Head-Smashed-In Buffalo Jump

On June 11 we left the valley of the Red Deer River and drove 145 miles to Fort MacLeod, where we checked into Daisy May Campground.  This campground had lots of trees, hookups, but very poor internet.

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We stayed here in Fort MacLeod for two nights because there was so much to see and do.  The historic town has been designated a provincial historic area by the Government of Alberta.  You can see the Empress, Alberta’s oldest operating theatre, and the Fort Museum, a former Northwest Mounted Police outpost.  The most interesting thing we did was to visit the Head-Smashed-In Buffalo Jump, a UNESCO World Heritage Site that honors the amazing history of the Blackfoot Aboriginals who dominated this land for hundreds of years.  First we visited the Interpretive Centre and walked around four floors of Indian History.  We saw a wall with many Indian pictures, which is shown here.  Also, there was a display of a replica of a buffalo jump.

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Next we walked outside of the Interpretive Centre and saw a real Buffalo Jump area and a  teepee that depicts what the Indians lived in.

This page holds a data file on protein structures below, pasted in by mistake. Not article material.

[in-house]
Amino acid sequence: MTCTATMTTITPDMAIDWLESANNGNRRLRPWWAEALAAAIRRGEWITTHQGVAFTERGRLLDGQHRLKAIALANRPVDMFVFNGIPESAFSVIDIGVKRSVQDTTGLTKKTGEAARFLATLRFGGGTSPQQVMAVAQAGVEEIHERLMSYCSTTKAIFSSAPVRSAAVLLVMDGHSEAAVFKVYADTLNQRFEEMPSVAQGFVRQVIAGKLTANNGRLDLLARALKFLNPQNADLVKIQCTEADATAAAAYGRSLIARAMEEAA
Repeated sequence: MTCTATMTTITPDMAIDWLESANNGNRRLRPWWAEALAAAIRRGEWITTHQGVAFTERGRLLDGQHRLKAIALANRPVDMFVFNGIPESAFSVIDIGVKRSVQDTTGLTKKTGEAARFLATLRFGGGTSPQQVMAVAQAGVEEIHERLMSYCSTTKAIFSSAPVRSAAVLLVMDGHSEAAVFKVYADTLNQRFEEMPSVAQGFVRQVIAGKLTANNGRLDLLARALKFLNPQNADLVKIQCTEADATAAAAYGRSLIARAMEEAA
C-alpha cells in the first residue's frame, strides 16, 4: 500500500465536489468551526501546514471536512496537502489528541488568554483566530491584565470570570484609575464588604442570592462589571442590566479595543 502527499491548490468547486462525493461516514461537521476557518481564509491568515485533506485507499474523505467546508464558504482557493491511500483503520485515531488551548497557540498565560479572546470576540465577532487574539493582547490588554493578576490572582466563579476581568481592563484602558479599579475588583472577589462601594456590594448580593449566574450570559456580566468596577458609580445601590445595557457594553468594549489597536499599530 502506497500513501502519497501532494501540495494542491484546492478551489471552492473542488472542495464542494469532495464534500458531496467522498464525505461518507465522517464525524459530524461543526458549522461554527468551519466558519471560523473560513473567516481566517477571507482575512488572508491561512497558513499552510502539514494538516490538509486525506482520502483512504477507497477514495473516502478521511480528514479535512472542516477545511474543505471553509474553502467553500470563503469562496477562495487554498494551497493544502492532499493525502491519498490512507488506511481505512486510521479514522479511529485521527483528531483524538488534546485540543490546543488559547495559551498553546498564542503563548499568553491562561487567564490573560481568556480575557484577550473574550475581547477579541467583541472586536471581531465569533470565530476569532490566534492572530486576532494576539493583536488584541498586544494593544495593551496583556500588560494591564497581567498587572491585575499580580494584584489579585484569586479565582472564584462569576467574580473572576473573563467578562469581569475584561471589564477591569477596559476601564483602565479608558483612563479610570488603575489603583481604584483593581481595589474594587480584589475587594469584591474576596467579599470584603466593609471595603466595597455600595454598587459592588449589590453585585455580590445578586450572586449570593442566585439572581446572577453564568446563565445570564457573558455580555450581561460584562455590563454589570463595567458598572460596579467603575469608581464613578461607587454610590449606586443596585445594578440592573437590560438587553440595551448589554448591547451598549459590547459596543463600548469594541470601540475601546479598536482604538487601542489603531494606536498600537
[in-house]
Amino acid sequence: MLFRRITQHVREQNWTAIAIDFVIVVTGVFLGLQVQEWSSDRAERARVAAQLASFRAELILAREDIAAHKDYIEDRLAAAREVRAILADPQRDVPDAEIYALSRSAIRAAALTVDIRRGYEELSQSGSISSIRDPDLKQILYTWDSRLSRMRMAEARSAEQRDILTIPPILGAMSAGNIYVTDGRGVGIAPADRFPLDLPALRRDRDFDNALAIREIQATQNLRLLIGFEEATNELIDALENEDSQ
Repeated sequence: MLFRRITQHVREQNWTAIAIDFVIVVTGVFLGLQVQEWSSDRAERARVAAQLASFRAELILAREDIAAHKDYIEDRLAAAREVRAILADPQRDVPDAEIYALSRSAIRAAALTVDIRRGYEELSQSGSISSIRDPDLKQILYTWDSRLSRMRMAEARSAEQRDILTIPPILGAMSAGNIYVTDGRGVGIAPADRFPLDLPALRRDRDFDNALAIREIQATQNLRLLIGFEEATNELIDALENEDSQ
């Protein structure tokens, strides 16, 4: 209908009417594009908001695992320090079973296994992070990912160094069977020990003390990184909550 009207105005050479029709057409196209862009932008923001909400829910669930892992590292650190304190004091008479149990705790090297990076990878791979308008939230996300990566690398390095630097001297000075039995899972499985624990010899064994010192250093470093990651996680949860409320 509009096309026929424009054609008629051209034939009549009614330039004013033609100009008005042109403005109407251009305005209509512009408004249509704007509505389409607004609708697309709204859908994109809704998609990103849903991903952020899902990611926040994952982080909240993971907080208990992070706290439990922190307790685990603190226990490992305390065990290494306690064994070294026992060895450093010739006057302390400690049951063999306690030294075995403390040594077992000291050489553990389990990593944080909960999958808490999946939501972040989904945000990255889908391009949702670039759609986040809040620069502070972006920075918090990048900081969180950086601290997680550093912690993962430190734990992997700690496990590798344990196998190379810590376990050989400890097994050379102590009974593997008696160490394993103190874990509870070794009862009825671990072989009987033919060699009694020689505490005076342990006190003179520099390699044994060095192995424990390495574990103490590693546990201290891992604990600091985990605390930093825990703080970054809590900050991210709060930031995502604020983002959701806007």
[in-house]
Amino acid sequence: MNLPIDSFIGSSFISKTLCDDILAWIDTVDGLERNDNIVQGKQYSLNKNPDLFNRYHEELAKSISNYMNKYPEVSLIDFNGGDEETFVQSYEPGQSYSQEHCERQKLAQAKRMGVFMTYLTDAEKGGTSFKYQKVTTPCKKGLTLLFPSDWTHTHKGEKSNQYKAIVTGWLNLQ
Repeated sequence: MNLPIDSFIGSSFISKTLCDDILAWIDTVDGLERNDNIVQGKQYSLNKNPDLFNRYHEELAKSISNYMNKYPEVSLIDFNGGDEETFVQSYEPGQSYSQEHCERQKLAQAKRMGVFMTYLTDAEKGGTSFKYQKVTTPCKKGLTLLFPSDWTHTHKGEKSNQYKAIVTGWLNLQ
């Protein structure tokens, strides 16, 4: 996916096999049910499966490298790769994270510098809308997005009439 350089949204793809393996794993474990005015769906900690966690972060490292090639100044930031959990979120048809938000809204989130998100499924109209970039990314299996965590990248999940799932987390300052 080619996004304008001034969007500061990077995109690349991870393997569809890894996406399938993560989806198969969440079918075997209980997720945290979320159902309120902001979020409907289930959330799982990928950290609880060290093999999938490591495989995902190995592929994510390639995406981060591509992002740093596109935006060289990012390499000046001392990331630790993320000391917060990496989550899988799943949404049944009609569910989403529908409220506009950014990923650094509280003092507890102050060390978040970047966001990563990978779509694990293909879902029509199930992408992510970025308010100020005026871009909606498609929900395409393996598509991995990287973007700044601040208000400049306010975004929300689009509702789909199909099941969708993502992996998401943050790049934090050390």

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After seeing the Jump site I still wondered why Head-Smashed-In in the title.  So I did a little research and found out that a long time ago, according to one legend, the people were driving buffalo over the sandstone cliffs.  A young brave wanted to watch the buffalo tumbling past.  Standing under the shelter of a ledge, as if behind a waterfall, he watched the great beasts fall.  The hunt was unusually good that day and as the bodies piled up, he became trapped between the animals and the cliffs.  When his people came they found him with his skull crushed by the weight of the buffalo carcasses.

Not a very pretty story, but it tells of a practice by native people on the Great Plains for nearly 6,000 years.

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